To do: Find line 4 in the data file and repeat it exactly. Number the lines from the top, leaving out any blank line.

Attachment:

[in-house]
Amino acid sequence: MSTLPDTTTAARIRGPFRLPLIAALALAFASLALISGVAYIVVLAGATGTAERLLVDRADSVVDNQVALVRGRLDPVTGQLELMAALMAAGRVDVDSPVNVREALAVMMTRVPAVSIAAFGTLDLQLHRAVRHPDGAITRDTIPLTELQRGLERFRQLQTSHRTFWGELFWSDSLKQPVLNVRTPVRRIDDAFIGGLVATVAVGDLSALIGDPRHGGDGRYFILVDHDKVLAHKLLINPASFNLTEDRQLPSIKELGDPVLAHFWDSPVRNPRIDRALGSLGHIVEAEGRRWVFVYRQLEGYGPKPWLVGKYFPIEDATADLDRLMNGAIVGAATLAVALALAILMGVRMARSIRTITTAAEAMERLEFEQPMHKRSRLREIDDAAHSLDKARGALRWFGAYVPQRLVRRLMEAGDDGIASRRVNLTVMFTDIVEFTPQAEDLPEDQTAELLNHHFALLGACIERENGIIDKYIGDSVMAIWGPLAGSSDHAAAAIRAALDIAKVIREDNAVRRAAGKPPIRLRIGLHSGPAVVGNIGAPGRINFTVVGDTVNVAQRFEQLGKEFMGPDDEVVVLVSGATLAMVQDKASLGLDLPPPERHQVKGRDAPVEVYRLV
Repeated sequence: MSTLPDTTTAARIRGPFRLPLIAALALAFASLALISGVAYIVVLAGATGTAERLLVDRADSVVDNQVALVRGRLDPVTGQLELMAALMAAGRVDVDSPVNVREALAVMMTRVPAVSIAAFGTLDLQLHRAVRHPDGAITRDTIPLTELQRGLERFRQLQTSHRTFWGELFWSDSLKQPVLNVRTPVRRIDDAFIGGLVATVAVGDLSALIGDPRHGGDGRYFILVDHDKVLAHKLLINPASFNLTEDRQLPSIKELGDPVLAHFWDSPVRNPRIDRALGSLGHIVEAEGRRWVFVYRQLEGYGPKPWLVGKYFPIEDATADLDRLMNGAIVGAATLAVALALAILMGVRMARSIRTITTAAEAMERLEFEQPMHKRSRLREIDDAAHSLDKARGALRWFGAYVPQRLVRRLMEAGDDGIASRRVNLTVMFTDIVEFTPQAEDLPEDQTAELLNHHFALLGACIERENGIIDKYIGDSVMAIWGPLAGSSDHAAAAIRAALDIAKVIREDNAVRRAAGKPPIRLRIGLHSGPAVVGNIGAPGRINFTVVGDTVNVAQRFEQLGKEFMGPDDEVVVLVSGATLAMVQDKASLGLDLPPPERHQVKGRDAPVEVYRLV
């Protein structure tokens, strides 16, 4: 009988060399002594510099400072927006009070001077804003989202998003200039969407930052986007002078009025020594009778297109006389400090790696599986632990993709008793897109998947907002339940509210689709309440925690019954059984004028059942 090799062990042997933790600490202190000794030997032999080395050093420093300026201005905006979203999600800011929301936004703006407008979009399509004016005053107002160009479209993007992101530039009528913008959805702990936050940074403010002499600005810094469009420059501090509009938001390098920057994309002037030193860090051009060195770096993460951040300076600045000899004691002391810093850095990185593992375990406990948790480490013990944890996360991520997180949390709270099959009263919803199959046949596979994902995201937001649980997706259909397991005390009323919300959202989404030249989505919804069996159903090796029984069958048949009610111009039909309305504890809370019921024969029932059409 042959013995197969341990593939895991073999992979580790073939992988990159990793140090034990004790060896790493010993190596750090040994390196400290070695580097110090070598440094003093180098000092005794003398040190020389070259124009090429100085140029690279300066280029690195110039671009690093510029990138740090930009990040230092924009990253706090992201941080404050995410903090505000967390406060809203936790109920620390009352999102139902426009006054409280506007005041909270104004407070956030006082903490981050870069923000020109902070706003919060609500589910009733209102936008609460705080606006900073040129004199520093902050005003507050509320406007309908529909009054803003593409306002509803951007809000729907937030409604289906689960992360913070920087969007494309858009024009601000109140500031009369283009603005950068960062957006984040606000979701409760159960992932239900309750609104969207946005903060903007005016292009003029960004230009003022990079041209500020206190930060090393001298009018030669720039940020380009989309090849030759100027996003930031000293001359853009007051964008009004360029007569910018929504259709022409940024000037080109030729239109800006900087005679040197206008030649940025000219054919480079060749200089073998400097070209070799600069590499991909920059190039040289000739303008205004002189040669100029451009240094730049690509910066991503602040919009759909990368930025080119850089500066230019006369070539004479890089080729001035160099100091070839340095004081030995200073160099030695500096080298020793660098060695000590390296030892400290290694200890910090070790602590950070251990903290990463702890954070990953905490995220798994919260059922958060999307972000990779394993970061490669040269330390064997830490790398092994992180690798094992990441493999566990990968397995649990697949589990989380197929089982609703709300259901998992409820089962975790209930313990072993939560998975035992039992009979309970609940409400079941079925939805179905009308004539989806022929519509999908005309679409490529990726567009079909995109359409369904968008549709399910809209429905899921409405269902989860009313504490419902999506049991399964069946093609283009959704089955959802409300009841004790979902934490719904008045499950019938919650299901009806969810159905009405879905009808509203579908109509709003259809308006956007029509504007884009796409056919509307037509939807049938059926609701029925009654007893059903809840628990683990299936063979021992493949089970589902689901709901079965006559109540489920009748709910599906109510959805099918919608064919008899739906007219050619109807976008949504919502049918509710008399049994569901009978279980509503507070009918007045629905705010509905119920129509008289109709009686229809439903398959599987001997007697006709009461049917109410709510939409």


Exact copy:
């Protein structure tokens, strides 16, 4: 009988060399002594510099400072927006009070001077804003989202998003200039969407930052986007002078009025020594009778297109006389400090790696599986632990993709008793897109998947907002339940509210689709309440925690019954059984004028059942 090799062990042997933790600490202190000794030997032999080395050093420093300026201005905006979203999600800011929301936004703006407008979009399509004016005053107002160009479209993007992101530039009528913008959805702990936050940074403010002499600005810094469009420059501090509009938001390098920057994309002037030193860090051009060195770096993460951040300076600045000899004691002391810093850095990185593992375990406990948790480490013990944890996360991520997180949390709270099959009263919803199959046949596979994902995201937001649980997706259909397991005390009323919300959202989404030249989505919804069996159903090796029984069958048949009610111009039909309305504890809370019921024969029932059409 042959013995197969341990593939895991073999992979580790073939992988990159990793140090034990004790060896790493010993190596750090040994390196400290070695580097110090070598440094003093180098000092005794003398040190020389070259124009090429100085140029690279300066280029690195110039671009690093510029990138740090930009990040230092924009990253706090992201941080404050995410903090505000967390406060809203936790109920620390009352999102139902426009006054409280506007005041909270104004407070956030006082903490981050870069923000020109902070706003919060609500589910009733209102936008609460705080606006900073040129004199520093902050005003507050509320406007309908529909009054803003593409306002509803951007809000729907937030409604289906689960992360913070920087969007494309858009024009601000109140500031009369283009603005950068960062957006984040606000979701409760159960992932239900309750609104969207946005903060903007005016292009003029960004230009003022990079041209500020206190930060090393001298009018030669720039940020380009989309090849030759100027996003930031000293001359853009007051964008009004360029007569910018929504259709022409940024000037080109030729239109800006900087005679040197206008030649940025000219054919480079060749200089073998400097070209070799600069590499991909920059190039040289000739303008205004002189040669100029451009240094730049690509910066991503602040919009759909990368930025080119850089500066230019006369070539004479890089080729001035160099100091070839340095004081030995200073160099030695500096080298020793660098060695000590390296030892400290290694200890910090070790602590950070251990903290990463702890954070990953905490995220798994919260059922958060999307972000990779394993970061490669040269330390064997830490790398092994992180690798094992990441493999566990990968397995649990697949589990989380197929089982609703709300259901998992409820089962975790209930313990072993939560998975035992039992009979309970609940409400079941079925939805179905009308004539989806022929519509999908005309679409490529990726567009079909995109359409369904968008549709399910809209429905899921409405269902989860009313504490419902999506049991399964069946093609283009959704089955959802409300009841004790979902934490719904008045499950019938919650299901009806969810159905009405879905009808509203579908109509709003259809308006956007029509504007884009796409056919509307037509939807049938059926609701029925009654007893059903809840628990683990299936063979021992493949089970589902689901709901079965006559109540489920009748709910599906109510959805099918919608064919008899739906007219050619109807976008949504919502049918509710008399049994569901009978279980509503507070009918007045629905705010509905119920129509008289109709009686229809439903398959599987001997007697006709009461049917109410709510939409």